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Comprehensive insurance will cover expenses due to non-collision vehicle damage — and this can include anything from a break-in to an act of God.

What is comprehensive car insurance?

Comprehensive insurance is optional automobile coverage. It can be used to repair or replace your car when damaged by what the insurance industry calls “all perils.” These include events like fire, theft or falling objects, which is why it is recommended along with collision insurance.

What is the cost of comprehensive car insurance?

The average cost is around $100 to $300 on top of your collision coverage. You will also need to pay a deductible if you file a comprehensive car insurance claim.

The deductible, which is the amount you pay out of pocket before insurance covers the rest, can vary depending on the type and amount of insurance you have on your policy. Some may be as low as a few hundred dollars while others can be $1,000 or more.

While this isn’t a small amount of money for many, it is relatively low cost compared with the thousands of dollars — or even tens of thousands — it could cost to repair or replace your car. 

Car insurance coverage at a glance 

  What is it? Do I need to pay more for this?
Collision coverage

This mandatory coverage will cover your costs in
an at-fault accident. Covered costs include repair
and replacement to your vehicle or other vehicles
involved in the accident.

No. Your policy costs and deductible will be
determined by the type and amount of your
insurance policy. But you can pay to increase
your coverage.

Comprehensive coverage This add-on coverage can cover costs to replace
or repair your vehicle in all perils. This includes
theft, vandalism, storm damage, flooding, fire or
damage during transport.
Yes. Comprehensive coverage costs an average
of $100 to $300 on top of your collision coverage.
Third-party liability coverage

This coverage will pay out medical, legal or
personal property damages from an accident
deemed to be your fault.

Recommended. While certain provinces have
mandatory minimum coverage for third-party
liability insurance, those minimums are often
too low to cover losses from a major incident.
It is recommended to carry at least $1 million
in third-party insurance.

What’s the difference between collision and comprehensive?

If you find yourself in an at-fault accident, your collision insurance will cover damages your car endures. However, if you get caught in a hailstorm that riddles your car with dents, collision insurance won’t help you. If the damage wasn’t caused by a crash, it falls under comprehensive.

Collision and comprehensive are two sides of the same coin. If you never want to personally pay to repair major damages to your vehicle, you’ll need both to fully protect yourself.

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What does comprehensive car insurance cover?

In the world of insurance, threats to you or your property are called “perils.” As a driver, you can get specified perils coverage for cost of damages from:

  • Fire
  • Explosion
  • Harsh weather
  • Lightning
  • Earthquake
  • Rising water
  • Car theft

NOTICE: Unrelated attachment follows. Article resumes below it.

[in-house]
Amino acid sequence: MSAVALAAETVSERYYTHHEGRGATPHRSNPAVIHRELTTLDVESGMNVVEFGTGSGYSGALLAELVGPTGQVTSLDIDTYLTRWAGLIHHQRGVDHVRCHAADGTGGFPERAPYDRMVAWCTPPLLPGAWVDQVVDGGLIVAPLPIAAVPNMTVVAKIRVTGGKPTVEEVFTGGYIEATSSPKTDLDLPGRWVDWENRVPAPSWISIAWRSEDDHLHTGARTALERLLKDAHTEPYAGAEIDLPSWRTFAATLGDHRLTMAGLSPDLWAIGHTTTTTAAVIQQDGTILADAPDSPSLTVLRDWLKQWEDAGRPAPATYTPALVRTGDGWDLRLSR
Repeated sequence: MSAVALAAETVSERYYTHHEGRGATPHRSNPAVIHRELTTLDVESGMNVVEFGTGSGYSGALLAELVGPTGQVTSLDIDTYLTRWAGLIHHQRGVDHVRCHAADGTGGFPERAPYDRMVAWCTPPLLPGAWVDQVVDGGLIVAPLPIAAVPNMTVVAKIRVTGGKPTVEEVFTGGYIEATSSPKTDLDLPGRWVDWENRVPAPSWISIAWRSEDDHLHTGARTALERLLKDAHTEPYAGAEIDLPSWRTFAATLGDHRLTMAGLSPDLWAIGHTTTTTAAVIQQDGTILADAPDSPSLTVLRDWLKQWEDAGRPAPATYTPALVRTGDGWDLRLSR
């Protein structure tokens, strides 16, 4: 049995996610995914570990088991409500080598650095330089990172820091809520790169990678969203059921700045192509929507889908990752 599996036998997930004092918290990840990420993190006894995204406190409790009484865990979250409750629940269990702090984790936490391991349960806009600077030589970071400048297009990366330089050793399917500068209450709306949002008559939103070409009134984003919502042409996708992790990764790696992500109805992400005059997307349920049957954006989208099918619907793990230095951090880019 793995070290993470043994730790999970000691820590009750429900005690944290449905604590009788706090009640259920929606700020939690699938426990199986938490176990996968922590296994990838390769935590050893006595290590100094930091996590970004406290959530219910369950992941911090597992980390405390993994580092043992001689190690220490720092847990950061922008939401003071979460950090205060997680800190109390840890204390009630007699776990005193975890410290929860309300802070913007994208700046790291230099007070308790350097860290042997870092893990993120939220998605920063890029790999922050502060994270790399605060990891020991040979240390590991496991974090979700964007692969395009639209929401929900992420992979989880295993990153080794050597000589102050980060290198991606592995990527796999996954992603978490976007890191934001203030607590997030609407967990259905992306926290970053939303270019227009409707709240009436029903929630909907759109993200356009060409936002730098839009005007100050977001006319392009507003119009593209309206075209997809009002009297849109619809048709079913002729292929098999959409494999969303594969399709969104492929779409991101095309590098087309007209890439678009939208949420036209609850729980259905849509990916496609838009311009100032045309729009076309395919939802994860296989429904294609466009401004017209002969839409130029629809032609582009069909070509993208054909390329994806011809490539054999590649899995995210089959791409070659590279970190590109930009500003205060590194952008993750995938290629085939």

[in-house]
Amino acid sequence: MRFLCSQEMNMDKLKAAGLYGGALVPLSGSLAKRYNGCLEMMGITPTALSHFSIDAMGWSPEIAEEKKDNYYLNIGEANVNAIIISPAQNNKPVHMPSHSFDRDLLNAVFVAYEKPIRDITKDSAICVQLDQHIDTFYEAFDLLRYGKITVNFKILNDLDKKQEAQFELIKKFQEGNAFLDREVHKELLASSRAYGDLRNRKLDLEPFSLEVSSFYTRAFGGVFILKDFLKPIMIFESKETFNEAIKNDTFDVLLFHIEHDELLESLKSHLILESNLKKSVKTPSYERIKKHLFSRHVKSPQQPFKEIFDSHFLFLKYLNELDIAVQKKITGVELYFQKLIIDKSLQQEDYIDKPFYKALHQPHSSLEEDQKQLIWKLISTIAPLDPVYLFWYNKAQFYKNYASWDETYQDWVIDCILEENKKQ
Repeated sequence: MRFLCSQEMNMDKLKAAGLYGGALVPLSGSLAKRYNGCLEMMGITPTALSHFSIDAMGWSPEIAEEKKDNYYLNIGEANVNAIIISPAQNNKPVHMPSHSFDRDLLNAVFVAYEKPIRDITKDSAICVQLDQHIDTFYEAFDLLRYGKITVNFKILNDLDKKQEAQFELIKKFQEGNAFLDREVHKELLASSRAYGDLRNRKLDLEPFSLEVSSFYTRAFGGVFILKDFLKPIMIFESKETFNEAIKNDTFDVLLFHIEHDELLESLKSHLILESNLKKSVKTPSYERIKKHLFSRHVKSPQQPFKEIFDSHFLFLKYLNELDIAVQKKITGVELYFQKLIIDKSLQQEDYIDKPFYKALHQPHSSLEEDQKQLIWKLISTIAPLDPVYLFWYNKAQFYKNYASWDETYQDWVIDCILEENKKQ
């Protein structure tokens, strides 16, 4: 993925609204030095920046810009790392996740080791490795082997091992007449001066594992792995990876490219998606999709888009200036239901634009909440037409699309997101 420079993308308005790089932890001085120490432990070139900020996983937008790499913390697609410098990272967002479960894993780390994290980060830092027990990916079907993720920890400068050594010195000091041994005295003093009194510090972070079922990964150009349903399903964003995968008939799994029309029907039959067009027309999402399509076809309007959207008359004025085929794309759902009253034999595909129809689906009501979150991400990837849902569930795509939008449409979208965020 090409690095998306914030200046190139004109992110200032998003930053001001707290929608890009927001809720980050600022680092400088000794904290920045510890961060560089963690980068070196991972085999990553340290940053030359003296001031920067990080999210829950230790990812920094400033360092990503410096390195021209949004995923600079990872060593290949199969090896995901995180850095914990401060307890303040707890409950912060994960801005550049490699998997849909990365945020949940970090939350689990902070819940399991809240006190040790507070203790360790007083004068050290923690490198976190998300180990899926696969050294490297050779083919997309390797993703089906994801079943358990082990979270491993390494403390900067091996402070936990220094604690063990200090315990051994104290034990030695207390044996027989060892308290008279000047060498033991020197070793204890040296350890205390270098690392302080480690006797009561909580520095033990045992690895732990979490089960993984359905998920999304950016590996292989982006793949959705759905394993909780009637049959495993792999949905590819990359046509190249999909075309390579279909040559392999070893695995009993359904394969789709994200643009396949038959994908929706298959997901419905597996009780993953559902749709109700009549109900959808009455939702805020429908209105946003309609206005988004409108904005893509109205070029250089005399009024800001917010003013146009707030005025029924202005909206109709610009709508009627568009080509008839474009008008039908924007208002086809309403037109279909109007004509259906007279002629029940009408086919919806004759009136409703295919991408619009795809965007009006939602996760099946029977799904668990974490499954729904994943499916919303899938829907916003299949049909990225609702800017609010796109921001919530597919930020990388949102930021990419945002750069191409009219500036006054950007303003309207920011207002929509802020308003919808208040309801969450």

• Riots
  • Damage during transport

While this list seems extensive, it has glaring omissions that quality comprehensive auto insurance covers:

  • Vandalism
  • Animal collision
  • Falling objects
  • Flying debris
  • Windshield damage

In this way, comprehensive coverage earns its name. The garage burned down and took your car with it? You’re covered. You hit a deer and it smashed your windshield? You’re covered. Heavy winds picked up a stop sign and chucked it into your door? You. Are. Covered.

How do you file a comprehensive car insurance claim?

Filing a comprehensive insurance claim is simple. If your car is damaged in a non-collision, take pictures of the scene and write down anything that you witnessed. In the case of vandalism or theft, also remember to file a police report.

With these details, your provider can determine whether the damage falls under your comprehensive coverage. If it does, you’ll pay a deductible, and your insurance will cover the rest up to your limit.

Going online with Onlia makes it easier than ever to file a claim and get the help you need. Our online claims flow is fast and easy to understand.

Does comprehensive insurance mean “full coverage”?

When you hear the term “full coverage,” it doesn’t actually refer to a specific insurance policy. It’s the combination of the three most prominent types of insurance: liability, collision and comprehensive.

In Canada, third-party liability is included in your mandatory insurance, so you can achieve full coverage by adding the other two. Together, these insurance policies will cover you for most incidents that would otherwise cost big money.

Is it worth having comprehensive coverage?

If you’re willing to pay the cost of repairs if your car gets damaged, then comprehensive coverage might not be worth the price. But you should know that along with the out-of-pocket expenses are the hassles of finding a reputable body shop and arranging payment terms with them directly, arranging rental car pickup and return, and timing it all with when the body shop is scheduled to return your car — assuming they get it done in time. 

So before you make a call, decide if foregoing comprehensive insurance is worth the hassle you’ll have to endure.   

Most experts would recommend adhering to the 10% rule: if the cost exceeds 10% of the total value, then it’s cheaper to go without. Even so, comprehensive is inexpensive compared to liability and collision, so it may still be of value for your needs.

 

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